Labour and Lib Dems launch green manifestos

By staff

The Labour and Liberal Democrat parties today launched their respective green manifestos.

They will vie to convince the public that each party is best placed to produce a low-carbon economy.

The Liberal Democrats said they will deliver big cuts in emissions from transport, heating, agriculture and industry.

Labour said the it will create 5,0000 apprentices in low-carbon industries.

Launching the party’s manifesto alongside Gordon Brown in east London, climate change minister Ed Miliband said: “The first-time voters of today will be the ones who will live with the consequences of all of our decisions for years to come.

“Tackling climate change isn’t just about avoiding disaster but also ensuring we have a prosperous future and a fair one.

“That’s why I am proud of Labour’s green manifesto. It embodies our values, creating jobs for young people, protecting the vulnerable, standing up for the many and enshrining our commitment to fairness now and in the future.”

The manifesto says: “We will create around 400,000 new green jobs by 2015 – making 1.2 million British jobs in the environmental and low carbon sectors in all. The government’s low carbon industrial strategy has set a framework for active industrial policy, with new firms such as wind turbine manufacturers now investing in Britain.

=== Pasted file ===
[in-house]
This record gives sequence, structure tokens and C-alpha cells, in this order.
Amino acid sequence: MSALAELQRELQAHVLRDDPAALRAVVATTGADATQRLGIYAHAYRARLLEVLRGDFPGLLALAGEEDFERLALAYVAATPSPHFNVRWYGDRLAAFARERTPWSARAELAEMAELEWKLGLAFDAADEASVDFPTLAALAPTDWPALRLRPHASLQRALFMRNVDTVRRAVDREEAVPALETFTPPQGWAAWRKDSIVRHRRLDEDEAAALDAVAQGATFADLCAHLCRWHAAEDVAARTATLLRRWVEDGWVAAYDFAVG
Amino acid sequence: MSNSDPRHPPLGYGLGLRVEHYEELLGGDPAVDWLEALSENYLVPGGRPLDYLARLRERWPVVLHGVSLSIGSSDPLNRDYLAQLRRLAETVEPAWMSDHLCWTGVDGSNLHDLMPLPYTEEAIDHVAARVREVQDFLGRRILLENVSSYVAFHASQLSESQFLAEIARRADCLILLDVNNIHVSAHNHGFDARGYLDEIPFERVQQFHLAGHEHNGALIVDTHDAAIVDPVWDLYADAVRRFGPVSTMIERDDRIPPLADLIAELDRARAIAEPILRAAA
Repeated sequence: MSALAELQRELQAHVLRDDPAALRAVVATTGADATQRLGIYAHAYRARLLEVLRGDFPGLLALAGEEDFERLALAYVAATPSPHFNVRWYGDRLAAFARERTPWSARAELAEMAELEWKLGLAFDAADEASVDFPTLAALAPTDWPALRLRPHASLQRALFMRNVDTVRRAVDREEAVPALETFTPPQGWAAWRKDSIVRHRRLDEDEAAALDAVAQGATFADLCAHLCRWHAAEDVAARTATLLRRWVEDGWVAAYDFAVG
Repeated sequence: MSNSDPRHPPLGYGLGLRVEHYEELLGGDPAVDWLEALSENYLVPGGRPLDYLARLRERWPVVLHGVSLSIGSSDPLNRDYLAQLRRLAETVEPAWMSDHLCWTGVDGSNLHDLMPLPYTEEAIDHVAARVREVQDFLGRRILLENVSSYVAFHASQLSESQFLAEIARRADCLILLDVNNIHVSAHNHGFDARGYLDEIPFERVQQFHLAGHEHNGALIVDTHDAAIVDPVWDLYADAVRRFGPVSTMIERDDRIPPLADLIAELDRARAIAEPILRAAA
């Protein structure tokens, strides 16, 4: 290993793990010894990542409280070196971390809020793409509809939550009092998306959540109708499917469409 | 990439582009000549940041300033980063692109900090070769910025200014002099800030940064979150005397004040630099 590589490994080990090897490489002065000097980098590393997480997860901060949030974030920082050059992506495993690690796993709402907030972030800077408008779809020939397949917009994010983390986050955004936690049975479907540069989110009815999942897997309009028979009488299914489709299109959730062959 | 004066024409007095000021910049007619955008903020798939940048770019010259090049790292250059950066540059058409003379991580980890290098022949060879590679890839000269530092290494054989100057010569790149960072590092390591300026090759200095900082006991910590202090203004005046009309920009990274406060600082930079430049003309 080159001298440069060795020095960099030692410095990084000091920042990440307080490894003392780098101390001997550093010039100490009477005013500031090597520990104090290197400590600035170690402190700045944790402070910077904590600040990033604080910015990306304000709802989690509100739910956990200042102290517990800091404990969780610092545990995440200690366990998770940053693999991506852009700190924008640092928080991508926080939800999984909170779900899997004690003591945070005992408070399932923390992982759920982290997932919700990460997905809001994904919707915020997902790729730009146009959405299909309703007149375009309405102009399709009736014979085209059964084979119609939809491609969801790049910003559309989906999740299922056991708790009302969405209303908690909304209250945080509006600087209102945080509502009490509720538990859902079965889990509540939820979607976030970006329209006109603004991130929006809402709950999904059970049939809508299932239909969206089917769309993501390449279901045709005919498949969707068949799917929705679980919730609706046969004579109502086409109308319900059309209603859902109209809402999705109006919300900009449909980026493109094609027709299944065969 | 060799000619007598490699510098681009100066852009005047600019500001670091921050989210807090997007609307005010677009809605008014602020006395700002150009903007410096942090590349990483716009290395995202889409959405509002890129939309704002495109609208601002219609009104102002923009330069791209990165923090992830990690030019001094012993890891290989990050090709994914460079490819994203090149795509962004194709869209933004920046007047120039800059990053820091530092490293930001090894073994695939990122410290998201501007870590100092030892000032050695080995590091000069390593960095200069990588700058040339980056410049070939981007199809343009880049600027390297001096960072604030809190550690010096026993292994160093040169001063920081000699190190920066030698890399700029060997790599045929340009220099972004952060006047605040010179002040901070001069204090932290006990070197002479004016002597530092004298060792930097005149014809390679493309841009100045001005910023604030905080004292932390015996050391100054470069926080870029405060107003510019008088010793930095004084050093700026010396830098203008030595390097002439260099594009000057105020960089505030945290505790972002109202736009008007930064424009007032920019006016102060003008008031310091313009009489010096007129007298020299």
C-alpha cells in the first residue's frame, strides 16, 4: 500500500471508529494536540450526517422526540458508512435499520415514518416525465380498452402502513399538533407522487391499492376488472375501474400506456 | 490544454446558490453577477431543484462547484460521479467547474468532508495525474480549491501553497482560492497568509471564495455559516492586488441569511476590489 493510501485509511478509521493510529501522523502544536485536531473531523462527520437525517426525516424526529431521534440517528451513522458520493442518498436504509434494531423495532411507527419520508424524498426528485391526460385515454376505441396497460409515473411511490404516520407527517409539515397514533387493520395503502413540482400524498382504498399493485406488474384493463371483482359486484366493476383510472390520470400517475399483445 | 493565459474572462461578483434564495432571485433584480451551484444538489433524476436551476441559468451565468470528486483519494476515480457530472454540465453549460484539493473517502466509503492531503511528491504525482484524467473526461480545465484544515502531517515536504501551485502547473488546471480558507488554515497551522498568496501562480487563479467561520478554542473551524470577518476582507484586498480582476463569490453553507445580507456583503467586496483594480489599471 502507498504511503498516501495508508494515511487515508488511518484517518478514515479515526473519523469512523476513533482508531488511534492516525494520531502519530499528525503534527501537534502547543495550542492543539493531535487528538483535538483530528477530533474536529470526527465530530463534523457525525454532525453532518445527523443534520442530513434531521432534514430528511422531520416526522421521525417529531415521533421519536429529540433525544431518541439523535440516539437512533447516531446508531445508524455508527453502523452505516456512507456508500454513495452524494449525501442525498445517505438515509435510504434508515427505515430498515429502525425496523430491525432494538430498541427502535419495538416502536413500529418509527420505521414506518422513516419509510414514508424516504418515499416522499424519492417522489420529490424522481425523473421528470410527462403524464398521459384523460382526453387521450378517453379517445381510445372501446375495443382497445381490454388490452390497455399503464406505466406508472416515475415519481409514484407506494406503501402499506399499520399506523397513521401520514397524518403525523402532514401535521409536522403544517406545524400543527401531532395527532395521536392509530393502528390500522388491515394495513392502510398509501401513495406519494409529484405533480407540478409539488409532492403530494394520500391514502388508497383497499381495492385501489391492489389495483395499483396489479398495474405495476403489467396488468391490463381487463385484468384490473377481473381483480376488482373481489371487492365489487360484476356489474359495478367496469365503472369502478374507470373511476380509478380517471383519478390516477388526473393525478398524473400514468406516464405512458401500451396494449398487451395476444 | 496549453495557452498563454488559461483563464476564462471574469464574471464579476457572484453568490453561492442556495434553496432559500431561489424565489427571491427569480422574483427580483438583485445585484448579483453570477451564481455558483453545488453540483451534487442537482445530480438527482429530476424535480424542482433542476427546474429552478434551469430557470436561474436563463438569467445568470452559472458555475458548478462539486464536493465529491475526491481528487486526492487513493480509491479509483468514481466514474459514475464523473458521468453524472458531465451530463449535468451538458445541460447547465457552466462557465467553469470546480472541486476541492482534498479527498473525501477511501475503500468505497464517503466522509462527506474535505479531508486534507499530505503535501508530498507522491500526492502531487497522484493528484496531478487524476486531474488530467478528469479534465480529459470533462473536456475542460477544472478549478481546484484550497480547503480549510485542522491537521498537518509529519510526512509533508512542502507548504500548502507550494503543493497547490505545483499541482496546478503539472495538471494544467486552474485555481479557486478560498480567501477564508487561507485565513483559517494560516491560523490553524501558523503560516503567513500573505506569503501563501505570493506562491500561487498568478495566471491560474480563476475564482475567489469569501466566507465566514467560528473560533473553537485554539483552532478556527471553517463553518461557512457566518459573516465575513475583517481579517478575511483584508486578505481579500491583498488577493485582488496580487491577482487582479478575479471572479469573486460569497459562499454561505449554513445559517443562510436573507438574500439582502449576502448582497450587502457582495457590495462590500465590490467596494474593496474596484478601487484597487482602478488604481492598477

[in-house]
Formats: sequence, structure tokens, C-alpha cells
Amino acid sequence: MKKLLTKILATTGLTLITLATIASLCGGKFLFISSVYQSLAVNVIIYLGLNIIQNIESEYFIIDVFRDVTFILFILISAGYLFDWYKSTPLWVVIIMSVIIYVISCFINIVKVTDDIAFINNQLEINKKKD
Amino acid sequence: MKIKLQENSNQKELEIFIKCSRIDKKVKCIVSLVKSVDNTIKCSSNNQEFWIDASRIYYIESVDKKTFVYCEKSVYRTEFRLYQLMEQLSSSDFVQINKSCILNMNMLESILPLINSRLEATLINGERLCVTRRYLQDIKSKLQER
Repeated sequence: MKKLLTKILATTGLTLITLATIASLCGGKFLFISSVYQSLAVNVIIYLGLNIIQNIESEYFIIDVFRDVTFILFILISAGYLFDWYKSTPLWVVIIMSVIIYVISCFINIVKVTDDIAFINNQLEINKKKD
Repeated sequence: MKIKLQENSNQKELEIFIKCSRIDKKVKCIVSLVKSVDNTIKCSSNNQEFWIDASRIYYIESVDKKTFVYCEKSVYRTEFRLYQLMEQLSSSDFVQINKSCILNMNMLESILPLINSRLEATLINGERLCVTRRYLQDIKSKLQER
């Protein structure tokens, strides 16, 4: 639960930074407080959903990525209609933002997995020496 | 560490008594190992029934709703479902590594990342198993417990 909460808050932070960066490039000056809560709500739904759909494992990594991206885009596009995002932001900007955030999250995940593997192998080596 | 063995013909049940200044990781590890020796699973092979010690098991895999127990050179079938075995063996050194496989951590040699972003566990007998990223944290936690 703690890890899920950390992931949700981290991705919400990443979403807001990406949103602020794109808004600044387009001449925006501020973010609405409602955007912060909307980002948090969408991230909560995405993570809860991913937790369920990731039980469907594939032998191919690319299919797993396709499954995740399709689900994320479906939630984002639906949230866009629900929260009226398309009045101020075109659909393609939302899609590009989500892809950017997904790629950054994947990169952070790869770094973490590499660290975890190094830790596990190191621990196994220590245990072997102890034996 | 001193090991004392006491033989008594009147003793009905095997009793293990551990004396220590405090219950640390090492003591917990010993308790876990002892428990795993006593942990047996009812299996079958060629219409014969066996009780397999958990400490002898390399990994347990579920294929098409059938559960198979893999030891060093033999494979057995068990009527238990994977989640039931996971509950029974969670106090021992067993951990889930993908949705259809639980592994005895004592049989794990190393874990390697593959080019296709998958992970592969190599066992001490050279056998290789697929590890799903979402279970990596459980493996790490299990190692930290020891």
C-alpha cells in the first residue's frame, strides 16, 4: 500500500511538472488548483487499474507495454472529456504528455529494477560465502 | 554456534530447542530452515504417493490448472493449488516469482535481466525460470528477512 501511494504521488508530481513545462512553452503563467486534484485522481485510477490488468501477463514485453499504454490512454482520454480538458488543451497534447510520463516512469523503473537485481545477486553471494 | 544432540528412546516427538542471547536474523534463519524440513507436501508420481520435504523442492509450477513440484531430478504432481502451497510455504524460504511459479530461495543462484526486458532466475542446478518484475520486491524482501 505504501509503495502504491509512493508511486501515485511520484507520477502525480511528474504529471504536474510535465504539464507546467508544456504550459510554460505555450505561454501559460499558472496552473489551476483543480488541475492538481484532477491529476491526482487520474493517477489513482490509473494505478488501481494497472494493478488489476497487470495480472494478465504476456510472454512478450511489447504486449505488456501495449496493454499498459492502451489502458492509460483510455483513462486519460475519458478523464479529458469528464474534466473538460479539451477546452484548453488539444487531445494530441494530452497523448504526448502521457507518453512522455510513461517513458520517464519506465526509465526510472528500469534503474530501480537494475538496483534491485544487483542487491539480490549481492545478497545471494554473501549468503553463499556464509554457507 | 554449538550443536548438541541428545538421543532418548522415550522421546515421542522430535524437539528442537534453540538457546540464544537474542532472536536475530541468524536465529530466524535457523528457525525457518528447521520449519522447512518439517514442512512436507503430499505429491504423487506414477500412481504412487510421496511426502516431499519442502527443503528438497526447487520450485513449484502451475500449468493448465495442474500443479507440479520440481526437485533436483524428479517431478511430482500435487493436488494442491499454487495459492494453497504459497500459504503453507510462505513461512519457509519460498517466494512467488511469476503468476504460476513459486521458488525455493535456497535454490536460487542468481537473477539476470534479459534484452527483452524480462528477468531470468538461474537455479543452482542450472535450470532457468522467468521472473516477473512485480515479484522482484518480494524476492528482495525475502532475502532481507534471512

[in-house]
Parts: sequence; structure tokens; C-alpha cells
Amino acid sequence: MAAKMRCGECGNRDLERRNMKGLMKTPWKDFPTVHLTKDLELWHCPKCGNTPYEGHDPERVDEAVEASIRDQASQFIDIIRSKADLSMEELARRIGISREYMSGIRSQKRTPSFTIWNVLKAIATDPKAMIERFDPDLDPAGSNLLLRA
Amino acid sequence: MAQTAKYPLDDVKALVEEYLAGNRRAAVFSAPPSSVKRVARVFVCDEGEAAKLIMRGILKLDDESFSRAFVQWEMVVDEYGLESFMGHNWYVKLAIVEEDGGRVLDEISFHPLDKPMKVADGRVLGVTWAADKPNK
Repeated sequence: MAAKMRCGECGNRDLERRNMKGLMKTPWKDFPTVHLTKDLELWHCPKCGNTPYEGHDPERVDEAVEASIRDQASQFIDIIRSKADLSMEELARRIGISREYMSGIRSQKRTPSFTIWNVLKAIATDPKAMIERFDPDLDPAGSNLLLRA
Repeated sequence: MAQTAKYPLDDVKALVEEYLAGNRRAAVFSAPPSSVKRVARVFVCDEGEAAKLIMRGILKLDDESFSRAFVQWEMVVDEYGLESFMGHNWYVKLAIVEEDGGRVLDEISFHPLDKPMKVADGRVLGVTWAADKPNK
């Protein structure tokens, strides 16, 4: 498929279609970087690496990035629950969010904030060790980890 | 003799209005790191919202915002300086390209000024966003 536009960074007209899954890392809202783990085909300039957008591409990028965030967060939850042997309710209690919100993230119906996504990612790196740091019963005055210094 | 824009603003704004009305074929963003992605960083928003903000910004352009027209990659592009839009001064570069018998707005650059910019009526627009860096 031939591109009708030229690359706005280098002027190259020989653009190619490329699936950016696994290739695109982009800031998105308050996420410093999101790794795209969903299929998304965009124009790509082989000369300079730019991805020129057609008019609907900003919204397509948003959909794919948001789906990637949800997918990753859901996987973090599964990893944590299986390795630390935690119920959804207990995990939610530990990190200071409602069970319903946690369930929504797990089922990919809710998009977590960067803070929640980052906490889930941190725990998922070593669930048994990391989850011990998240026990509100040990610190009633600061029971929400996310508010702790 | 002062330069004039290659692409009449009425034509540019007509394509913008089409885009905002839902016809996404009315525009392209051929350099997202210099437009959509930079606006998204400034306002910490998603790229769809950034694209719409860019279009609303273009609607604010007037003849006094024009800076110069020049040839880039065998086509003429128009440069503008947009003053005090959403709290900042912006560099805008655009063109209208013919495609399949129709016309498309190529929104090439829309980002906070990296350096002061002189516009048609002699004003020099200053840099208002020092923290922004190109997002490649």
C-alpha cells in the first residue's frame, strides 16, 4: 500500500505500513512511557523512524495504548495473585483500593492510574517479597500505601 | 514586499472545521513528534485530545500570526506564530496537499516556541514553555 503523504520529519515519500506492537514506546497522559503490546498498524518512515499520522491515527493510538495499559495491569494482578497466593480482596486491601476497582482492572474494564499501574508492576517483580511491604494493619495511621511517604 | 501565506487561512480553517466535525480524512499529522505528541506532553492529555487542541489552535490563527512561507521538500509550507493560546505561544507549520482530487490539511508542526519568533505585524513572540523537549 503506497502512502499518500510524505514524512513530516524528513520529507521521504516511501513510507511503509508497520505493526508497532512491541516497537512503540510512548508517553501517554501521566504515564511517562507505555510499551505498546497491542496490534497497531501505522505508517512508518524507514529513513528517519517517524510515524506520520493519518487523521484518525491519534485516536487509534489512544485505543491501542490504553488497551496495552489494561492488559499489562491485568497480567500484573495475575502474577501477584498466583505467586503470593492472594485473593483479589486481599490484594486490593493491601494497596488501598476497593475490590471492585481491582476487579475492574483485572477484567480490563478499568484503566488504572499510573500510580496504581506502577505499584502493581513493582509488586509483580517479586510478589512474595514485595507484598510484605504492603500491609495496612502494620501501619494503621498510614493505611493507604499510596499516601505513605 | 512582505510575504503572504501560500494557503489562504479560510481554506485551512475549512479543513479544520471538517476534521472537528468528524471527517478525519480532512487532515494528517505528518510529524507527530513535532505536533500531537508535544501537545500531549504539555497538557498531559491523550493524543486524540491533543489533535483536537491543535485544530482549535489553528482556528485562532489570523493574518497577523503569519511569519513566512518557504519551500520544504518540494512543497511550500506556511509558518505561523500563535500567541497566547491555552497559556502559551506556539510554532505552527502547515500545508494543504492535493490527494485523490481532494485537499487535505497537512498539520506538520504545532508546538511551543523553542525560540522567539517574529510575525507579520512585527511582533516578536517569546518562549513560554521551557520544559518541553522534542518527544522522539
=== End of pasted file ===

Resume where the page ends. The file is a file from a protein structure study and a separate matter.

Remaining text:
“We continue to push for international agreement on action to tackle climate change; we are determined that the progress made at Copenhagen in December 2009 will ultimately result in the ambitious, effective and fair legally binding agreement on which we have led.”

The Lib Dems manifesto will pledge £100 million in training and testing facilities at Universities to help develop green energy techniques,  and to support the creation of an off-shore wind turbine manufacturing industry, to be located near North and Irish Sea ports.

The party said its programme, which also includes a scheme on house and public building insulationwould receive £3.1bn from other spending programmes in the first year, and income from a tax on planes in future years.

Party Leader Nick Clegg has said of the plan: “Expanding off-shore wind will create jobs but unless we act now, these jobs won’t be British jobs. It’s a scandal that 90% of the £1.75 billion contract for a wind farm off the coast of Kent is going to foreign contractors, with the turbines being manufactured in Germany.”

“Investing in infrastructure for a new green economy not only helps create jobs now but will allow Britain to take its place at the cutting edge of this growing industrial sector for the future.”